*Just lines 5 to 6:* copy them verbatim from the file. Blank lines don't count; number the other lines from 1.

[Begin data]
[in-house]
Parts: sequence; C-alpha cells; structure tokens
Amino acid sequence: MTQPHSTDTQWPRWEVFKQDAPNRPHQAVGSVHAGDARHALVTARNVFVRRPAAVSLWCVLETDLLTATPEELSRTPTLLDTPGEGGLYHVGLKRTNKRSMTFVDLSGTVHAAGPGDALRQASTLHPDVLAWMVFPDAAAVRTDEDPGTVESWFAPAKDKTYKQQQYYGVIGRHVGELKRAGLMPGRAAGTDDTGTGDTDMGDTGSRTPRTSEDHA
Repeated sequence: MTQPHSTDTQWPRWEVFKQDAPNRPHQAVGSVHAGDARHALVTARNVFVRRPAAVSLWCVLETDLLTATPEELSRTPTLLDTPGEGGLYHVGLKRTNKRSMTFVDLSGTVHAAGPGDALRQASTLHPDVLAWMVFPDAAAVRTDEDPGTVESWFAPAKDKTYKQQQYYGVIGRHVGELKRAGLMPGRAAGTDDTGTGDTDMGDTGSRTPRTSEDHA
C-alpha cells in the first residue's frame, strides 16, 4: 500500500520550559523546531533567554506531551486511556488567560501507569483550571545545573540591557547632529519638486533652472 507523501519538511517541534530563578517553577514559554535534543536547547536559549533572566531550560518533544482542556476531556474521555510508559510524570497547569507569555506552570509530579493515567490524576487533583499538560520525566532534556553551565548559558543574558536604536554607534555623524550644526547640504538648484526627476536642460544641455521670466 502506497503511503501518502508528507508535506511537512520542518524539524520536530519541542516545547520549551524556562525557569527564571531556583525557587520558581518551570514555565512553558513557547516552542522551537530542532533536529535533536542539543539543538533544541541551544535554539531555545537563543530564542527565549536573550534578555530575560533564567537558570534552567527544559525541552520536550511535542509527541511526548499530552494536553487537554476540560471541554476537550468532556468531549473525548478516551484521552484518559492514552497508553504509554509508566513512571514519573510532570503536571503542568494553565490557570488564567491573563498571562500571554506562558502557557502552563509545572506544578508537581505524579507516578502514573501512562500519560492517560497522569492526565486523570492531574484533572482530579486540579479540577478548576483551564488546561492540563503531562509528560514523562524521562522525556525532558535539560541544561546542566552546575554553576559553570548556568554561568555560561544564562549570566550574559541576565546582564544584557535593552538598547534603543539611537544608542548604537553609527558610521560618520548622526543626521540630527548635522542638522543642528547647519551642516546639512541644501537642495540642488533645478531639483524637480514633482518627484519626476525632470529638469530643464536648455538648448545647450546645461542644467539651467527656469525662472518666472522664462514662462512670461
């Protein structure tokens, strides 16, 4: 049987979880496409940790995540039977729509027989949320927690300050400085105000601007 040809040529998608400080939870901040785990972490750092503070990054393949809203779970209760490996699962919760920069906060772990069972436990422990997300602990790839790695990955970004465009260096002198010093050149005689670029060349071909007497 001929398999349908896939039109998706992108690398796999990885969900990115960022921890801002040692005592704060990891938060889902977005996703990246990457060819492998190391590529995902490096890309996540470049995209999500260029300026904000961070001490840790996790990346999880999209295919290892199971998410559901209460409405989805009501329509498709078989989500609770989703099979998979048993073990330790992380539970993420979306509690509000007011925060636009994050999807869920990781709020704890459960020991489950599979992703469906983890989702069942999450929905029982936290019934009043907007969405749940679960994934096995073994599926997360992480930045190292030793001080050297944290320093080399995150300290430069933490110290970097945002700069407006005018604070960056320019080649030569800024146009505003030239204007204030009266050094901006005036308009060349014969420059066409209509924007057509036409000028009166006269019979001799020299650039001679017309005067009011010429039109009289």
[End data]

C-alpha cells in the first residue's frame, strides 16, 4: 500500500520550559523546531533567554506531551486511556488567560501507569483550571545545573540591557547632529519638486533652472 507523501519538511517541534530563578517553577514559554535534543536547547536559549533572566531550560518533544482542556476531556474521555510508559510524570497547569507569555506552570509530579493515567490524576487533583499538560520525566532534556553551565548559558543574558536604536554607534555623524550644526547640504538648484526627476536642460544641455521670466 502506497503511503501518502508528507508535506511537512520542518524539524520536530519541542516545547520549551524556562525557569527564571531556583525557587520558581518551570514555565512553558513557547516552542522551537530542532533536529535533536542539543539543538533544541541551544535554539531555545537563543530564542527565549536573550534578555530575560533564567537558570534552567527544559525541552520536550511535542509527541511526548499530552494536553487537554476540560471541554476537550468532556468531549473525548478516551484521552484518559492514552497508553504509554509508566513512571514519573510532570503536571503542568494553565490557570488564567491573563498571562500571554506562558502557557502552563509545572506544578508537581505524579507516578502514573501512562500519560492517560497522569492526565486523570492531574484533572482530579486540579479540577478548576483551564488546561492540563503531562509528560514523562524521562522525556525532558535539560541544561546542566552546575554553576559553570548556568554561568555560561544564562549570566550574559541576565546582564544584557535593552538598547534603543539611537544608542548604537553609527558610521560618520548622526543626521540630527548635522542638522543642528547647519551642516546639512541644501537642495540642488533645478531639483524637480514633482518627484519626476525632470529638469530643464536648455538648448545647450546645461542644467539651467527656469525662472518666472522664462514662462512670461
């Protein structure tokens, strides 16, 4: 049987979880496409940790995540039977729509027989949320927690300050400085105000601007 040809040529998608400080939870901040785990972490750092503070990054393949809203779970209760490996699962919760920069906060772990069972436990422990997300602990790839790695990955970004465009260096002198010093050149005689670029060349071909007497 001929398999349908896939039109998706992108690398796999990885969900990115960022921890801002040692005592704060990891938060889902977005996703990246990457060819492998190391590529995902490096890309996540470049995209999500260029300026904000961070001490840790996790990346999880999209295919290892199971998410559901209460409405989805009501329509498709078989989500609770989703099979998979048993073990330790992380539970993420979306509690509000007011925060636009994050999807869920990781709020704890459960020991489950599979992703469906983890989702069942999450929905029982936290019934009043907007969405749940679960994934096995073994599926997360992480930045190292030793001080050297944290320093080399995150300290430069933490110290970097945002700069407006005018604070960056320019080649030569800024146009505003030239204007204030009266050094901006005036308009060349014969420059066409209509924007057509036409000028009166006269019979001799020299650039001679017309005067009011010429039109009289």